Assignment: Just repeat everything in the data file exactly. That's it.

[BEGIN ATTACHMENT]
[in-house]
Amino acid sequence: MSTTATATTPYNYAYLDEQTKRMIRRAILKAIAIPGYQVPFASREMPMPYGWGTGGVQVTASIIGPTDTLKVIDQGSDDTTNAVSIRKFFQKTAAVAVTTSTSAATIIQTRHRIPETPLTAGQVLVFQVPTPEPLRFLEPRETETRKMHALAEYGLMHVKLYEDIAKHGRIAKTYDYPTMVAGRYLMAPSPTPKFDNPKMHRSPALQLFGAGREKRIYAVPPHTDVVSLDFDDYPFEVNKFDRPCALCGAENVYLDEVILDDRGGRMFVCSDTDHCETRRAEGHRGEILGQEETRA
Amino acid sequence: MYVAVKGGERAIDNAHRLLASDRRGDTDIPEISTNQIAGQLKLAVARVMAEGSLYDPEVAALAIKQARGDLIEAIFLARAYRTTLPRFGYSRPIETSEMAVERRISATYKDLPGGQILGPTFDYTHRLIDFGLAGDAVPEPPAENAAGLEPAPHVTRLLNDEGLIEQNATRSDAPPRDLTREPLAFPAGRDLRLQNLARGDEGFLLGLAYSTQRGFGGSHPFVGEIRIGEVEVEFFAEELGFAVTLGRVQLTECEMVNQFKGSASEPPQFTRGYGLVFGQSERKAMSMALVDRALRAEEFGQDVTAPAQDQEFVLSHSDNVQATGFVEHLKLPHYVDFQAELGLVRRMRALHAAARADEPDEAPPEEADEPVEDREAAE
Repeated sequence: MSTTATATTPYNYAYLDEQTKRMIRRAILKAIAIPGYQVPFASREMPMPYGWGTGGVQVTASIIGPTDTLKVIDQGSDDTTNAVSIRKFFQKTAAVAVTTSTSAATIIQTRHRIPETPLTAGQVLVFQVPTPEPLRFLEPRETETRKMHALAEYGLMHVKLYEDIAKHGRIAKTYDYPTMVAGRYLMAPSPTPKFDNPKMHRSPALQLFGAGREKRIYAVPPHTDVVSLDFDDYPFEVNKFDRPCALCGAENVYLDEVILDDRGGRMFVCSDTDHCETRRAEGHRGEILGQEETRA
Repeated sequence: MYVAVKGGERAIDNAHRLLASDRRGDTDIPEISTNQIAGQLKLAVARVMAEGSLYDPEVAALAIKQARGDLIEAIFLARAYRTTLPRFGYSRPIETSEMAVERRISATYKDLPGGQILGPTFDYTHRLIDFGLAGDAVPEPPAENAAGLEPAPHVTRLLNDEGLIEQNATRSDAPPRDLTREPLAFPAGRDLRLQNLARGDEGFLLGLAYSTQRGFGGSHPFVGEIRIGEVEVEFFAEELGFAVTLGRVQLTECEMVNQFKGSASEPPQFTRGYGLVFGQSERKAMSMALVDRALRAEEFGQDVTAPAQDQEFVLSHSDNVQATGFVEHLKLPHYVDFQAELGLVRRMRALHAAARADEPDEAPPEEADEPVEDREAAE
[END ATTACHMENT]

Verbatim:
[in-house]
Amino acid sequence: MSTTATATTPYNYAYLDEQTKRMIRRAILKAIAIPGYQVPFASREMPMPYGWGTGGVQVTASIIGPTDTLKVIDQGSDDTTNAVSIRKFFQKTAAVAVTTSTSAATIIQTRHRIPETPLTAGQVLVFQVPTPEPLRFLEPRETETRKMHALAEYGLMHVKLYEDIAKHGRIAKTYDYPTMVAGRYLMAPSPTPKFDNPKMHRSPALQLFGAGREKRIYAVPPHTDVVSLDFDDYPFEVNKFDRPCALCGAENVYLDEVILDDRGGRMFVCSDTDHCETRRAEGHRGEILGQEETRA
Amino acid sequence: MYVAVKGGERAIDNAHRLLASDRRGDTDIPEISTNQIAGQLKLAVARVMAEGSLYDPEVAALAIKQARGDLIEAIFLARAYRTTLPRFGYSRPIETSEMAVERRISATYKDLPGGQILGPTFDYTHRLIDFGLAGDAVPEPPAENAAGLEPAPHVTRLLNDEGLIEQNATRSDAPPRDLTREPLAFPAGRDLRLQNLARGDEGFLLGLAYSTQRGFGGSHPFVGEIRIGEVEVEFFAEELGFAVTLGRVQLTECEMVNQFKGSASEPPQFTRGYGLVFGQSERKAMSMALVDRALRAEEFGQDVTAPAQDQEFVLSHSDNVQATGFVEHLKLPHYVDFQAELGLVRRMRALHAAARADEPDEAPPEEADEPVEDREAAE
Repeated sequence: MSTTATATTPYNYAYLDEQTKRMIRRAILKAIAIPGYQVPFASREMPMPYGWGTGGVQVTASIIGPTDTLKVIDQGSDDTTNAVSIRKFFQKTAAVAVTTSTSAATIIQTRHRIPETPLTAGQVLVFQVPTPEPLRFLEPRETETRKMHALAEYGLMHVKLYEDIAKHGRIAKTYDYPTMVAGRYLMAPSPTPKFDNPKMHRSPALQLFGAGREKRIYAVPPHTDVVSLDFDDYPFEVNKFDRPCALCGAENVYLDEVILDDRGGRMFVCSDTDHCETRRAEGHRGEILGQEETRA
Repeated sequence: MYVAVKGGERAIDNAHRLLASDRRGDTDIPEISTNQIAGQLKLAVARVMAEGSLYDPEVAALAIKQARGDLIEAIFLARAYRTTLPRFGYSRPIETSEMAVERRISATYKDLPGGQILGPTFDYTHRLIDFGLAGDAVPEPPAENAAGLEPAPHVTRLLNDEGLIEQNATRSDAPPRDLTREPLAFPAGRDLRLQNLARGDEGFLLGLAYSTQRGFGGSHPFVGEIRIGEVEVEFFAEELGFAVTLGRVQLTECEMVNQFKGSASEPPQFTRGYGLVFGQSERKAMSMALVDRALRAEEFGQDVTAPAQDQEFVLSHSDNVQATGFVEHLKLPHYVDFQAELGLVRRMRALHAAARADEPDEAPPEEADEPVEDREAAE